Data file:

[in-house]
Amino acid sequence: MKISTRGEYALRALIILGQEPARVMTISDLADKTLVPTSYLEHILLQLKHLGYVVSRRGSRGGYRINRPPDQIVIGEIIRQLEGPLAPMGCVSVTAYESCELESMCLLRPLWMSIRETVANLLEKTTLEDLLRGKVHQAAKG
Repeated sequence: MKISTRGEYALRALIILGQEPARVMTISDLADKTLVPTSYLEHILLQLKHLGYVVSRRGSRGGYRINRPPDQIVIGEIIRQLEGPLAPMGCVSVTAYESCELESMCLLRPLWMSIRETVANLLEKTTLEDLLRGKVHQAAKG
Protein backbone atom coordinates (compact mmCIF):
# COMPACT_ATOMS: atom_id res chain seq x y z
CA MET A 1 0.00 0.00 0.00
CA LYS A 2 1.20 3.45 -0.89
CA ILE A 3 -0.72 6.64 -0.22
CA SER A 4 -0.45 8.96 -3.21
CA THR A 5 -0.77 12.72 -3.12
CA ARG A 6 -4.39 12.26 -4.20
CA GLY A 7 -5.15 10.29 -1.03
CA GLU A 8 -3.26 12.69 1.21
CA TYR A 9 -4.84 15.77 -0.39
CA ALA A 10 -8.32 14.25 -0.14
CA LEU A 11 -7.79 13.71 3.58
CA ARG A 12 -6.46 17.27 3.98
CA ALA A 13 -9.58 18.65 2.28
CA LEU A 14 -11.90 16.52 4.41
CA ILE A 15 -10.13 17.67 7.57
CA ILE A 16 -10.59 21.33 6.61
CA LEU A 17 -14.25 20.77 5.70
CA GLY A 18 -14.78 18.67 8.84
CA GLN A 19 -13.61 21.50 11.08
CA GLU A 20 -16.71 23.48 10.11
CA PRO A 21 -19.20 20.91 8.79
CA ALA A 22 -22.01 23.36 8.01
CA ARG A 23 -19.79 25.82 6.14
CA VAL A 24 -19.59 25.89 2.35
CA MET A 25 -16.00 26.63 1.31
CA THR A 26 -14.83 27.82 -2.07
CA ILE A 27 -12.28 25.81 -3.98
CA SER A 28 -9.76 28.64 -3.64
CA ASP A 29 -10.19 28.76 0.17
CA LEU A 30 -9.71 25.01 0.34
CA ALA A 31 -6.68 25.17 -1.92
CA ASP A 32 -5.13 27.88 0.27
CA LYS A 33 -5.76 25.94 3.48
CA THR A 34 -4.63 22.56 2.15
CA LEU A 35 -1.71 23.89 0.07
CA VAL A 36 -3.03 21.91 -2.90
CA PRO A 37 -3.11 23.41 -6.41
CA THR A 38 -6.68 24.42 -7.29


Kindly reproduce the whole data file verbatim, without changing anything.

[in-house]
Amino acid sequence: MKISTRGEYALRALIILGQEPARVMTISDLADKTLVPTSYLEHILLQLKHLGYVVSRRGSRGGYRINRPPDQIVIGEIIRQLEGPLAPMGCVSVTAYESCELESMCLLRPLWMSIRETVANLLEKTTLEDLLRGKVHQAAKG
Repeated sequence: MKISTRGEYALRALIILGQEPARVMTISDLADKTLVPTSYLEHILLQLKHLGYVVSRRGSRGGYRINRPPDQIVIGEIIRQLEGPLAPMGCVSVTAYESCELESMCLLRPLWMSIRETVANLLEKTTLEDLLRGKVHQAAKG
Protein backbone atom coordinates (compact mmCIF):
# COMPACT_ATOMS: atom_id res chain seq x y z
CA MET A 1 0.00 0.00 0.00
CA LYS A 2 1.20 3.45 -0.89
CA ILE A 3 -0.72 6.64 -0.22
CA SER A 4 -0.45 8.96 -3.21
CA THR A 5 -0.77 12.72 -3.12
CA ARG A 6 -4.39 12.26 -4.20
CA GLY A 7 -5.15 10.29 -1.03
CA GLU A 8 -3.26 12.69 1.21
CA TYR A 9 -4.84 15.77 -0.39
CA ALA A 10 -8.32 14.25 -0.14
CA LEU A 11 -7.79 13.71 3.58
CA ARG A 12 -6.46 17.27 3.98
CA ALA A 13 -9.58 18.65 2.28
CA LEU A 14 -11.90 16.52 4.41
CA ILE A 15 -10.13 17.67 7.57
CA ILE A 16 -10.59 21.33 6.61
CA LEU A 17 -14.25 20.77 5.70
CA GLY A 18 -14.78 18.67 8.84
CA GLN A 19 -13.61 21.50 11.08
CA GLU A 20 -16.71 23.48 10.11
CA PRO A 21 -19.20 20.91 8.79
CA ALA A 22 -22.01 23.36 8.01
CA ARG A 23 -19.79 25.82 6.14
CA VAL A 24 -19.59 25.89 2.35
CA MET A 25 -16.00 26.63 1.31
CA THR A 26 -14.83 27.82 -2.07
CA ILE A 27 -12.28 25.81 -3.98
CA SER A 28 -9.76 28.64 -3.64
CA ASP A 29 -10.19 28.76 0.17
CA LEU A 30 -9.71 25.01 0.34
CA ALA A 31 -6.68 25.17 -1.92
CA ASP A 32 -5.13 27.88 0.27
CA LYS A 33 -5.76 25.94 3.48
CA THR A 34 -4.63 22.56 2.15
CA LEU A 35 -1.71 23.89 0.07
CA VAL A 36 -3.03 21.91 -2.90
CA PRO A 37 -3.11 23.41 -6.41
CA THR A 38 -6.68 24.42 -7.29